How to Obtain Probate Records

Written by anna assad
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How to Obtain Probate Records
Copies of probate files can be obtained at your local court office. (empty files image by Ivonne Wierink from

Probate records can be very useful and absolutely necessary to the person who wishes to obtain a copy. These records can be an incredible source of information for a person working on a family tree. Probate records can be vital to someone who is trying to prove ownership of an inherited item or receive money from an estate. Typically, probate records can be found in the local probate or surrogate's court. Fees are usually charged for copies, but in some areas, the records can be viewed for free.

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    Call the local probate or surrogate's court office in the county or district where the decedent died. Ask the clerk what the procedure and fees are for getting copies of probate files, as this varies by locality. You may be able to order the copies by the phone or by mail if you know all of the required information, like the exact spelling of the deceased's name and the case file number. If you do not know all of the necessary information, ask if the office will do the search for you and what the extra fee for this service is. Older files may be at a storage facility and can take longer to get.

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    Visit the court in person if you do not know all the necessary information or the court procedure requires public request forms be filled out in person. Many offices have public access to the indexes, which are lists by year of probate records that give the corresponding file number for each person's name. The index may be on a computer system, and you just put in the decedent's name to get the file number. If the index is an older alphabetical book system, select the book that contains the first letter of the decedent's last name. The "key" will determine what pages you need. Keys are normally found at the front of the book and will have sets of letters representing the first few letters of last names with a corresponding page number.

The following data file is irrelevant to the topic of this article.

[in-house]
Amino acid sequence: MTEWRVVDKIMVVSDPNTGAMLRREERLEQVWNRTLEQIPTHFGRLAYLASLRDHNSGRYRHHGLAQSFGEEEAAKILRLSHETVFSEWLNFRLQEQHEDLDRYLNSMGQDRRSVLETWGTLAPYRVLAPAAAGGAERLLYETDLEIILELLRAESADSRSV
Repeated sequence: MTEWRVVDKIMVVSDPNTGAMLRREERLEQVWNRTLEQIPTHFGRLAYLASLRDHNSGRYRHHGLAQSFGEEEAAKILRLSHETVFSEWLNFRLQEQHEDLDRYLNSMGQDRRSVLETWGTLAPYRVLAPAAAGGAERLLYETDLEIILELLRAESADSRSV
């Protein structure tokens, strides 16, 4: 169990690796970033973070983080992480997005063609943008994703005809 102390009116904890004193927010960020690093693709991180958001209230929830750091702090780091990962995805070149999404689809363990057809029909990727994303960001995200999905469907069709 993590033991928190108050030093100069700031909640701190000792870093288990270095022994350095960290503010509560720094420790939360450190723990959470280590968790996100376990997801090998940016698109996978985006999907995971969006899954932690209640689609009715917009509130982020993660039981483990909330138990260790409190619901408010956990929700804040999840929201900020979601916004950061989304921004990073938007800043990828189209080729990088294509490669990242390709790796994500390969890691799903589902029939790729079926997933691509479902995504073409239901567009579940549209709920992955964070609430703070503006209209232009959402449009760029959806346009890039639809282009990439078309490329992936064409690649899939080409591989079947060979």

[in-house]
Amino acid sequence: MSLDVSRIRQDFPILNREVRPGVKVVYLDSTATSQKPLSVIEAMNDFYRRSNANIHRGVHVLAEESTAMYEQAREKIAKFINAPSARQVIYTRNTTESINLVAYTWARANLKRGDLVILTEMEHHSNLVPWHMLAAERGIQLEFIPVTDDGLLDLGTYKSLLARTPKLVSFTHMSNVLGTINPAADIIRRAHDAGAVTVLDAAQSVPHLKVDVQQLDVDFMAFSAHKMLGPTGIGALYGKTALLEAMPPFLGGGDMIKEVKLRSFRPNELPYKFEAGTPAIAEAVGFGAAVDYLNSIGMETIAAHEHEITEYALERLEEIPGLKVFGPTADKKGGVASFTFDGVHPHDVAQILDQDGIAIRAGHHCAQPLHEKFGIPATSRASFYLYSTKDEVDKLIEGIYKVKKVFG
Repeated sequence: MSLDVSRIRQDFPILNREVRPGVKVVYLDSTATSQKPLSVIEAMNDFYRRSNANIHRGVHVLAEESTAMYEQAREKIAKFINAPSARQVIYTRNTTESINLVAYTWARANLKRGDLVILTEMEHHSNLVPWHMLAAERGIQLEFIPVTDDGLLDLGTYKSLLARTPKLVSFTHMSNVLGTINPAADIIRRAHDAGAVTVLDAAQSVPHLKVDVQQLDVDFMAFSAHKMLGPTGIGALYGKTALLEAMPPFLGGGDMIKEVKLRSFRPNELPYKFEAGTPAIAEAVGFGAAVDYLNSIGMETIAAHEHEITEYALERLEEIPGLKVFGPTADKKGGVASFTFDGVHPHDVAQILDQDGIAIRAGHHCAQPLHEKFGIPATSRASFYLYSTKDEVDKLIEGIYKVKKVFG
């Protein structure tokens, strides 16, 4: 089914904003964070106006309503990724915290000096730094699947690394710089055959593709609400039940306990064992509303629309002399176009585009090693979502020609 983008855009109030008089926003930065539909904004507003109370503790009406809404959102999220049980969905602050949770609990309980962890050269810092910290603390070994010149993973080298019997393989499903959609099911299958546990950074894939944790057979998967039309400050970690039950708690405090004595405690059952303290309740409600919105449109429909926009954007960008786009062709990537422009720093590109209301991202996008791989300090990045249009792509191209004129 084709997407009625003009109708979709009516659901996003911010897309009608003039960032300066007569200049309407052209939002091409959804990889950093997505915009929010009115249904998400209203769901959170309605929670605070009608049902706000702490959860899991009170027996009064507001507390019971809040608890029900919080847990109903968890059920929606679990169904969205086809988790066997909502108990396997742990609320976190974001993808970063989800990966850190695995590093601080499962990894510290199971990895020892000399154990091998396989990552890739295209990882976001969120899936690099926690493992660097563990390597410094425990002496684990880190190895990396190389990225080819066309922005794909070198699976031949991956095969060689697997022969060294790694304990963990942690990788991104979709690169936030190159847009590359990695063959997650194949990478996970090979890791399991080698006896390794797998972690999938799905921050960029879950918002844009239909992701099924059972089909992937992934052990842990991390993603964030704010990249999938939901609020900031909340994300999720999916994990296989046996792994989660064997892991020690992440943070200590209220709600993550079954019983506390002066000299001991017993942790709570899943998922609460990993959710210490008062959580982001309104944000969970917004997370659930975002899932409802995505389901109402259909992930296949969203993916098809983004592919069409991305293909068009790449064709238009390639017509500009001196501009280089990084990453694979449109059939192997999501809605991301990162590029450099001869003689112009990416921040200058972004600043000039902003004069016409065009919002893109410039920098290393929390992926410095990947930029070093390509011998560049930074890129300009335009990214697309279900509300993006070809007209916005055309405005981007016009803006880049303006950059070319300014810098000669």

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    Consult an attorney if you need the records for legal purposes. Depending on state laws, some information may be eliminated from public copies. Death certificates are now being removed from public copies of probate records for the general public in some states. An assets list and inventory schedule that was sealed by court order will also not be in a file copy. If you are trying to prove an item or inheritance that was left to you is being withheld by the person is responsible for the estate, you will need these documents.

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    Hire a title search or land record company to do the work for you. This can be more expensive, but generally, title agencies have a working relationship and access to the probate records for real estate purposes already established. Check the local phone book or online to find title companies in your area if you do not have the time to visit the office or search yourself.

Tips and warnings

  • If the deceased person used more than one last name, list the other names on any copy requests.

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